Since you are already aware of the answer to the question, can you give your dog tums, along with its safety, and proper dosage? It is also essential to know when the pill can be bad for your pooch.
When taken infrequently, Tums usually causes only minimal side effects in canines (if it causes any at all). Then again, the compounds in the drug may actually cause loose stools or constipation, which is quite the opposite effect of what you expect. This is one of the reasons you must ask your vet first before giving your dog the drug.
Here are a couple of other cases where Tums may be bad for your dog:
Always read the label to scrutinize for potentially toxic ingredients before offering any medication to your pet. Scores of formulations of calcium carbonate include xylitol, and these artificial sweeteners are lethal for dogs .
If you are already aware that some chemical additives in dog food can cause allergic reactions, then you know that Tums could also do so too and can just cause more problems than the antacid solves. Tums are manufactured with bright colors and some pets may have an allergic reaction to the artificial dyes or additives.
Calcium is a necessary mineral and is safe for dogs. However, too much calcium can cause problems in your pup's bone and cartilage development. Moreover, too much calcium is also distressing for the dog's kidneys and can be deadly in canines with existing kidney failure. Thus, never give your puppy Tums unless approved by your vet.
Pregnant or Nursing Dogs
Be sure your vet is aware of your pet's reproductive condition and almost never give these dogs medication without veterinary supervision or approval.
Tums can actually aggravate certain conditions, like kidney disease. If your pooch suffers from a health condition, consult your vet which over-the-counter drugs remedies are safe to use.
Frequently Asked Questions
How can you tell if a dog has heartburn?
Dogs often manifest symptoms that can relatively easily be attributed to heartburn. Some of the most common symptoms to tell if a dog has heartburn include:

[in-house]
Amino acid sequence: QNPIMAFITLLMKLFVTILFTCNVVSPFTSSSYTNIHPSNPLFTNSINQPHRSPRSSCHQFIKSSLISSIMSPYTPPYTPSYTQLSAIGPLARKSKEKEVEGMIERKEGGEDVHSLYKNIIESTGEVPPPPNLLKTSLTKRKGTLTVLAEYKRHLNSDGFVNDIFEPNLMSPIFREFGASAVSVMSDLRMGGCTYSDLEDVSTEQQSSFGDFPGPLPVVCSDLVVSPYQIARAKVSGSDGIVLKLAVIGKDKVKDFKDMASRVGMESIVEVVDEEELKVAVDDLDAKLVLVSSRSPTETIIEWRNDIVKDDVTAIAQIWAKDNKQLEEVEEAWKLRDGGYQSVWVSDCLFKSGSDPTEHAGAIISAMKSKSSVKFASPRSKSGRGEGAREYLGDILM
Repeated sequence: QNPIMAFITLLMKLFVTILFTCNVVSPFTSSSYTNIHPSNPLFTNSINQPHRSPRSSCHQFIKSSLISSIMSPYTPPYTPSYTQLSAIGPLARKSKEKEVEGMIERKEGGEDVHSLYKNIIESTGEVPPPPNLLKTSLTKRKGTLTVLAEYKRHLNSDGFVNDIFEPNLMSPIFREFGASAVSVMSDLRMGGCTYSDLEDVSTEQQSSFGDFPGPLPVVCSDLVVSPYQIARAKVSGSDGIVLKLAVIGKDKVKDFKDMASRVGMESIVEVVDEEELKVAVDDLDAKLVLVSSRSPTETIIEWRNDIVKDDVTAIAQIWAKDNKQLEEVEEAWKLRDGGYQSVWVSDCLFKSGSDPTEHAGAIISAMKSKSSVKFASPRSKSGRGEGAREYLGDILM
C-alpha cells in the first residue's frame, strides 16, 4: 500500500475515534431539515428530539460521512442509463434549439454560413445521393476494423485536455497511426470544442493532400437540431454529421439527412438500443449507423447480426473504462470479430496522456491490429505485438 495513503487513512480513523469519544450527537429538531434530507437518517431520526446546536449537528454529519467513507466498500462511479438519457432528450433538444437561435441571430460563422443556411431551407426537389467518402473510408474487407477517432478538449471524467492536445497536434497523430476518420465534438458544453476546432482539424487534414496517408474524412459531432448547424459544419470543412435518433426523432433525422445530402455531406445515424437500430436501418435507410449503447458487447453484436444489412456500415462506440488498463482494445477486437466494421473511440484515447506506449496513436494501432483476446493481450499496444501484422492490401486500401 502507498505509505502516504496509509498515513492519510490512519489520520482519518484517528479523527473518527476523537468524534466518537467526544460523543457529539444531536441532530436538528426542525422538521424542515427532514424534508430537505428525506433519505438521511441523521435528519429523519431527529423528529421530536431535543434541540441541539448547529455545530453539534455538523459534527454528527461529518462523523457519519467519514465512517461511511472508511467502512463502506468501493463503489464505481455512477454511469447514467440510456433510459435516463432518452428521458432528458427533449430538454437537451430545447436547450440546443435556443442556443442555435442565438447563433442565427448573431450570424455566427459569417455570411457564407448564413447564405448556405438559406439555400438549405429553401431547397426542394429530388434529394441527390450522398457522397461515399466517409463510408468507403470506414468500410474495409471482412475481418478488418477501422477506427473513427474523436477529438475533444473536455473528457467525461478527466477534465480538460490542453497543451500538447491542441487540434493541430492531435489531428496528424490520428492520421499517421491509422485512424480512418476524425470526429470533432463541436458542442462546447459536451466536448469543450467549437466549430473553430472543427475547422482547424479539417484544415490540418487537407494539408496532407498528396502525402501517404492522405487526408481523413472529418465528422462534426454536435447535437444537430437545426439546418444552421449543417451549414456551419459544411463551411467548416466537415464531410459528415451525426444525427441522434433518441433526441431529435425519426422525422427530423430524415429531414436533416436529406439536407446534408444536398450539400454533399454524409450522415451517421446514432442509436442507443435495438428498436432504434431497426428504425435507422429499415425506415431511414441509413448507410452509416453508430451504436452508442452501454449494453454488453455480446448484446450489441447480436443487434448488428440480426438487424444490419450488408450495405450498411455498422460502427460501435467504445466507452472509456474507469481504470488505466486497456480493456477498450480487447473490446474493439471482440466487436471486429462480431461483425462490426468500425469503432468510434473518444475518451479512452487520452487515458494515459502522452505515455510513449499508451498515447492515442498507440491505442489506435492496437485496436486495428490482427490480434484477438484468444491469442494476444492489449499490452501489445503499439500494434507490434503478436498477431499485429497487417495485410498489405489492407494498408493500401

- Regurgitation, particularly when there is a production of a little amount of foamy, yellow fluid, or accompanied by coughing
- Swallowing repeatedly
- Signs of pain during or immediately after eating
- Weight loss
- Disinterest in food or reduced appetite
- Excessive salivation
- Consistently bad breath
- Gurgling sounds heard after eating
Take note that this stomach disorder could also be the result of other stomach issues, which is why it is always crucial to take your dog to the vet to evaluate exactly what causes your dog's tummy aches.
What can you give a dog for an upset stomach?
Most often, the best treatment for a dog's upset stomach is simply not feeding your dog any food for about six hours. This enables their tummy to work on eliminating whatever upset it, to begin with.
Recurring bouts of vomiting and diarrhea should be further examined by your veterinarian with a stool sample, bloodwork, and x-rays. Sometimes constant vomiting can be a sign of a protozoal infection known as Giardia or intestinal obstruction.
Do I need to take my dog to a vet for an upset stomach?
Yes, you need to take your dog to a vet for an upset stomach. While some medications like Tums provide temporary relief for your pup's tummy aches, it is still necessary to figure out the underlying condition, especially if they happen regularly.
Usually, your vet will start by recording a detailed history of your dog. The doctor will want to know what symptoms your pet has been displaying, the timing of the problems, and the duration of the symptoms.
To wrap up the topic, can I give my dog tums? Yes, you can give your dog Tums but with extra caution, proper dosage, and should be with veterinary supervision or approval.
If your dog experiences diarrhea, extreme vomiting, or stomach pain, you obviously have to call your veterinarian straight away and not even bother giving Tums to your pooch. However, for moderate stomach problems, it might work.
And while your dog can have Tums you still need to be extra careful. If you decide to go with it, choose an unflavored alternative. Beware of sugar-free flavorings, which may contain artificial sweeteners such as xylitol, which is toxic for dogs. If your dog's health issues worsen or persist after taking Tums, take him to your vet as promptly as possible.